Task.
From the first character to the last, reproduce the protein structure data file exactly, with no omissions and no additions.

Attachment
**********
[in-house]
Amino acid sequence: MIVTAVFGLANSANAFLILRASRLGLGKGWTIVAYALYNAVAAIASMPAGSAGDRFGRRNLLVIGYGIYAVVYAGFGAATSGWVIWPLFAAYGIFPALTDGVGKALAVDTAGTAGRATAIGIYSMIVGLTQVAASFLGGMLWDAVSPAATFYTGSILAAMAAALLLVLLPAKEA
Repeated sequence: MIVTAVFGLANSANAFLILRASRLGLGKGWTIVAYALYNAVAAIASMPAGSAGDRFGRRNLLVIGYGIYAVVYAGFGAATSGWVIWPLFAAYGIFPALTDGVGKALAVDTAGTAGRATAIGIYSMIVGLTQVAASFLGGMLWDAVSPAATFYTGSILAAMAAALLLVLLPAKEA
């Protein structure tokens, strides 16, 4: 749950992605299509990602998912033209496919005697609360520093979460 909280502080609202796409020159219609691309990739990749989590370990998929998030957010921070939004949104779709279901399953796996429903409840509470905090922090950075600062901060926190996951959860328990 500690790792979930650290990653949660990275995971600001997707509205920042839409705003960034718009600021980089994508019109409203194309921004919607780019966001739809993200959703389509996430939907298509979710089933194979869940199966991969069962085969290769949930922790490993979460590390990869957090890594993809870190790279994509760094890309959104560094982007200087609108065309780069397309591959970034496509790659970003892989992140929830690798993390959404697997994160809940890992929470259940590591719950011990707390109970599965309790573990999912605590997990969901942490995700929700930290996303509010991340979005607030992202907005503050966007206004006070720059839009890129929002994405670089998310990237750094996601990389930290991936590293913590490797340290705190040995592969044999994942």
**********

[in-house]
Amino acid sequence: MIVTAVFGLANSANAFLILRASRLGLGKGWTIVAYALYNAVAAIASMPAGSAGDRFGRRNLLVIGYGIYAVVYAGFGAATSGWVIWPLFAAYGIFPALTDGVGKALAVDTAGTAGRATAIGIYSMIVGLTQVAASFLGGMLWDAVSPAATFYTGSILAAMAAALLLVLLPAKEA
Repeated sequence: MIVTAVFGLANSANAFLILRASRLGLGKGWTIVAYALYNAVAAIASMPAGSAGDRFGRRNLLVIGYGIYAVVYAGFGAATSGWVIWPLFAAYGIFPALTDGVGKALAVDTAGTAGRATAIGIYSMIVGLTQVAASFLGGMLWDAVSPAATFYTGSILAAMAAALLLVLLPAKEA
């Protein structure tokens, strides 16, 4: 749950992605299509990602998912033209496919005697609360520093979460 909280502080609202796409020159219609691309990739990749989590370990998929998030957010921070939004949104779709279901399953796996429903409840509470905090922090950075600062901060926190996951959860328990 500690790792979930650290990653949660990275995971600001997707509205920042839409705003960034718009600021980089994508019109409203194309921004919607780019966001739809993200959703389509996430939907298509979710089933194979869940199966991969069962085969290769949930922790490993979460590390990869957090890594993809870190790279994509760094890309959104560094982007200087609108065309780069397309591959970034496509790659970003892989992140929830690798993390959404697997994160809940890992929470259940590591719950011990707390109970599965309790573990999912605590997990969901942490995700929700930290996303509010991340979005607030992202907005503050966007206004006070720059839009890129929002994405670089998310990237750094996601990389930290991936590293913590490797340290705190040995592969044999994942």